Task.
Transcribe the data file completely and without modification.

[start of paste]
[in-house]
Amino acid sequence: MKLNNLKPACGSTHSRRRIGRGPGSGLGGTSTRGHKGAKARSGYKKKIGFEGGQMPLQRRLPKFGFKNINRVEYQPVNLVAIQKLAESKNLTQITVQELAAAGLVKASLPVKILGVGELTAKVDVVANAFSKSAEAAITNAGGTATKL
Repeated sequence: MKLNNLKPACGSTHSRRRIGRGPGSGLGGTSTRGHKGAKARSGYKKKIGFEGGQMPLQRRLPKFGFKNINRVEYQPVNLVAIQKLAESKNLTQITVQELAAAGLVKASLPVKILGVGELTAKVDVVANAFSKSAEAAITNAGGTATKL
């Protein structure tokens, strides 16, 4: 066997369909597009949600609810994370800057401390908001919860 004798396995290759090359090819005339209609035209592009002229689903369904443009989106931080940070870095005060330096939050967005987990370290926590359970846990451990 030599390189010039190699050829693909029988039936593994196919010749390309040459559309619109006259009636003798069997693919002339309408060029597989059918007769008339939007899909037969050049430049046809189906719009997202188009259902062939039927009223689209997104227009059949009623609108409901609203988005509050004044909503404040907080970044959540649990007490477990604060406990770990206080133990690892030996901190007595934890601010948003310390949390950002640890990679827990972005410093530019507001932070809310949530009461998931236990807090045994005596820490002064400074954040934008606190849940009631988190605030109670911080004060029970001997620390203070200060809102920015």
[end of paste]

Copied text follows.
[in-house]
Amino acid sequence: MKLNNLKPACGSTHSRRRIGRGPGSGLGGTSTRGHKGAKARSGYKKKIGFEGGQMPLQRRLPKFGFKNINRVEYQPVNLVAIQKLAESKNLTQITVQELAAAGLVKASLPVKILGVGELTAKVDVVANAFSKSAEAAITNAGGTATKL
Repeated sequence: MKLNNLKPACGSTHSRRRIGRGPGSGLGGTSTRGHKGAKARSGYKKKIGFEGGQMPLQRRLPKFGFKNINRVEYQPVNLVAIQKLAESKNLTQITVQELAAAGLVKASLPVKILGVGELTAKVDVVANAFSKSAEAAITNAGGTATKL
């Protein structure tokens, strides 16, 4: 066997369909597009949600609810994370800057401390908001919860 004798396995290759090359090819005339209609035209592009002229689903369904443009989106931080940070870095005060330096939050967005987990370290926590359970846990451990 030599390189010039190699050829693909029988039936593994196919010749390309040459559309619109006259009636003798069997693919002339309408060029597989059918007769008339939007899909037969050049430049046809189906719009997202188009259902062939039927009223689209997104227009059949009623609108409901609203988005509050004044909503404040907080970044959540649990007490477990604060406990770990206080133990690892030996901190007595934890601010948003310390949390950002640890990679827990972005410093530019507001932070809310949530009461998931236990807090045994005596820490002064400074954040934008606190849940009631988190605030109670911080004060029970001997620390203070200060809102920015």